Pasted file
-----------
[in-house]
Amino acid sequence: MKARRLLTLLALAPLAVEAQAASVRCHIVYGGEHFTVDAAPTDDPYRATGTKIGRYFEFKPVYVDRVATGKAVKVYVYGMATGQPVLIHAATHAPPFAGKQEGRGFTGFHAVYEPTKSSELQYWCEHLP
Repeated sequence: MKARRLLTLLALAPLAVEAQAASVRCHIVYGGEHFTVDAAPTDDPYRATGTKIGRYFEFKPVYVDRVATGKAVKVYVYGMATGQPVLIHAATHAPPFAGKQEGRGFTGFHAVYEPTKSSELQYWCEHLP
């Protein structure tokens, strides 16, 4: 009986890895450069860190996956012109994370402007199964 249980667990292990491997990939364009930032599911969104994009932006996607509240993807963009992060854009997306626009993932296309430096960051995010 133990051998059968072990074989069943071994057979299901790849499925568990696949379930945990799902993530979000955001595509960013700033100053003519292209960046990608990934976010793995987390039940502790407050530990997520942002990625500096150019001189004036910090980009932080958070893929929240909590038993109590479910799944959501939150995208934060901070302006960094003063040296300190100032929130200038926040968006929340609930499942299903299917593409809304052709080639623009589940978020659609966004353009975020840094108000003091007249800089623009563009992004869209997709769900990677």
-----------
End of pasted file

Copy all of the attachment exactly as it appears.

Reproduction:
[in-house]
Amino acid sequence: MKARRLLTLLALAPLAVEAQAASVRCHIVYGGEHFTVDAAPTDDPYRATGTKIGRYFEFKPVYVDRVATGKAVKVYVYGMATGQPVLIHAATHAPPFAGKQEGRGFTGFHAVYEPTKSSELQYWCEHLP
Repeated sequence: MKARRLLTLLALAPLAVEAQAASVRCHIVYGGEHFTVDAAPTDDPYRATGTKIGRYFEFKPVYVDRVATGKAVKVYVYGMATGQPVLIHAATHAPPFAGKQEGRGFTGFHAVYEPTKSSELQYWCEHLP
């Protein structure tokens, strides 16, 4: 009986890895450069860190996956012109994370402007199964 249980667990292990491997990939364009930032599911969104994009932006996607509240993807963009992060854009997306626009993932296309430096960051995010 133990051998059968072990074989069943071994057979299901790849499925568990696949379930945990799902993530979000955001595509960013700033100053003519292209960046990608990934976010793995987390039940502790407050530990997520942002990625500096150019001189004036910090980009932080958070893929929240909590038993109590479910799944959501939150995208934060901070302006960094003063040296300190100032929130200038926040968006929340609930499942299903299917593409809304052709080639623009589940978020659609966004353009975020840094108000003091007249800089623009563009992004869209997709769900990677």